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Topic – Indian Art and Culture
1) Discuss the evolution of rock cut architecture in India? Examine why cave no 16 of Ellora Caves is considered as the epitome of rock cut architecture in India?(250 words)
Why this question
Rock cut architecture forms an important part of architectural history of India and is an important topic in art and culture section of GS1.
Key demand of the question
The question expects us to explain in brief the various stages of rock cut architecture in India with special emphasis on Kailasa temple of Ellora.
Discuss – In your discussion, the various stages of rock cut architecture, their religious (or otherwise) significance, evolution of their design, purpose for which they were used etc are to be mentioned.
Examine – In this part, you have to discuss why Kailasa temple of Ellora is considered as one of the greatest specimen of rock cut architecture in India.
Structure of the answer
Introduction – Mention that rock cut architecture occupies a very important place in the history of Indian Architecture. The rock-cut architecture differs from traditional buildings in many ways. The rock-cut art is more similar to sculpture than architecture as structures were produced by cutting out solid rocks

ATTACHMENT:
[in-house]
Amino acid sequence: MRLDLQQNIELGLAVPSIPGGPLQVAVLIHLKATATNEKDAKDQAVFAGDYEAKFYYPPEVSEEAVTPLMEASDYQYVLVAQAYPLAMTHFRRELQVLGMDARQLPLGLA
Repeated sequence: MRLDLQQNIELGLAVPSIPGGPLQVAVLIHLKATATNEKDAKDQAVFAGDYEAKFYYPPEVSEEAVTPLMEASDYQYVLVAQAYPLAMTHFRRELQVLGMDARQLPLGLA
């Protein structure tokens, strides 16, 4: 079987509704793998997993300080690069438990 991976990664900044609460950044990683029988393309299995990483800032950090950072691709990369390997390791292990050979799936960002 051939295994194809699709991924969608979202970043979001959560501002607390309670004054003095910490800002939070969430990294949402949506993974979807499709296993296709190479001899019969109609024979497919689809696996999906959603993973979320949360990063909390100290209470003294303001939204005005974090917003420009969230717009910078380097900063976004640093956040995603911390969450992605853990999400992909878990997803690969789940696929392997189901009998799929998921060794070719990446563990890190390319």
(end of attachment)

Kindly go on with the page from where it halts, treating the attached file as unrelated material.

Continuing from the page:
Body – Discuss the evolution of rock cut architecture from early caves like Bhimbetka, Mauryan era rock cut architecture such as Barabar caves. Emphasize on the fact that during Mauryan rule such caves spoke volumes of the policy of religious tolerance undertaken by emperors who were otherwise Buddhists. Discuss about the cave temples, chaityas and viharas such as those found in Ajanta and Ellora. Discuss the dynasties under which they flourished and how they evolved over time, especially in the case of temple architecture where rock cut architecture formed the first stage of temple construction in both Dravida and Nagara style of temple building.
Examine the reason why Kailasa temple is considered as the epitome of rock cut architecture. Mention that it was constructed during Rashtrakuta period and examine architectural brilliance of the cave no 16. Kailash temple shaped as a chariot is regarded as one of the most magnificent cave temples in India. Construction of this megalith is attributed to the 8th century king Krishna I of the Rashtrakuta dynasty in 756-773 CE. Dedicated to Lord Shiva, the temple showcases fine architectural works including relief panels depicting the two main Hindu Epics namely the Ramayana and the Mahabharata. Pallava and Chalukya styles of architecture are noticed in this cave temple which is decorated with carved sculptures including that of gods and goddesses from the Hindu Puranas, mystical beings such as divine musicians and nymphs and figures depicting fertility and good fortune.
Conclusion – Mention that these caves form a rich part of our cultural heritage and provides an insight into the architectural brilliance of the era gone by.